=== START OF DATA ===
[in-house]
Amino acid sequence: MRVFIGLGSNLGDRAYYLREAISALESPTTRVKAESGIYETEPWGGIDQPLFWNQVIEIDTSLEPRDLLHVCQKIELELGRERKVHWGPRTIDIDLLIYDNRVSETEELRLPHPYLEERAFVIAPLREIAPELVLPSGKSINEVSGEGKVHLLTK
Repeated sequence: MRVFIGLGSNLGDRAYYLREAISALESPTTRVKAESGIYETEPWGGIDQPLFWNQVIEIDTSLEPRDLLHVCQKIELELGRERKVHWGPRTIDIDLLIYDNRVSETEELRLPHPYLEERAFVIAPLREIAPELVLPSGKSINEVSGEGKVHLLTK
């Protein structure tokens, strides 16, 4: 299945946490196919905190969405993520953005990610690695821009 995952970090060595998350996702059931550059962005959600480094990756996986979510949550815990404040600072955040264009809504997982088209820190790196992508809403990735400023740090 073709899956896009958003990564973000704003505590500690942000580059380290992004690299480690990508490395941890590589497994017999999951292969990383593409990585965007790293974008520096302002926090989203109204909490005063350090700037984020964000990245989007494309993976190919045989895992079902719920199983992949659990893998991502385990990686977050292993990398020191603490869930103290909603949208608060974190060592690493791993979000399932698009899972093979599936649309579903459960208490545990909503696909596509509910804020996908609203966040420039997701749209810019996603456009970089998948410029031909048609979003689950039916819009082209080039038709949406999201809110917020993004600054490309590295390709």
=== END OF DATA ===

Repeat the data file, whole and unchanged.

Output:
[in-house]
Amino acid sequence: MRVFIGLGSNLGDRAYYLREAISALESPTTRVKAESGIYETEPWGGIDQPLFWNQVIEIDTSLEPRDLLHVCQKIELELGRERKVHWGPRTIDIDLLIYDNRVSETEELRLPHPYLEERAFVIAPLREIAPELVLPSGKSINEVSGEGKVHLLTK
Repeated sequence: MRVFIGLGSNLGDRAYYLREAISALESPTTRVKAESGIYETEPWGGIDQPLFWNQVIEIDTSLEPRDLLHVCQKIELELGRERKVHWGPRTIDIDLLIYDNRVSETEELRLPHPYLEERAFVIAPLREIAPELVLPSGKSINEVSGEGKVHLLTK
């Protein structure tokens, strides 16, 4: 299945946490196919905190969405993520953005990610690695821009 995952970090060595998350996702059931550059962005959600480094990756996986979510949550815990404040600072955040264009809504997982088209820190790196992508809403990735400023740090 073709899956896009958003990564973000704003505590500690942000580059380290992004690299480690990508490395941890590589497994017999999951292969990383593409990585965007790293974008520096302002926090989203109204909490005063350090700037984020964000990245989007494309993976190919045989895992079902719920199983992949659990893998991502385990990686977050292993990398020191603490869930103290909603949208608060974190060592690493791993979000399932698009899972093979599936649309579903459960208490545990909503696909596509509910804020996908609203966040420039997701749209810019996603456009970089998948410029031909048609979003689950039916819009082209080039038709949406999201809110917020993004600054490309590295390709």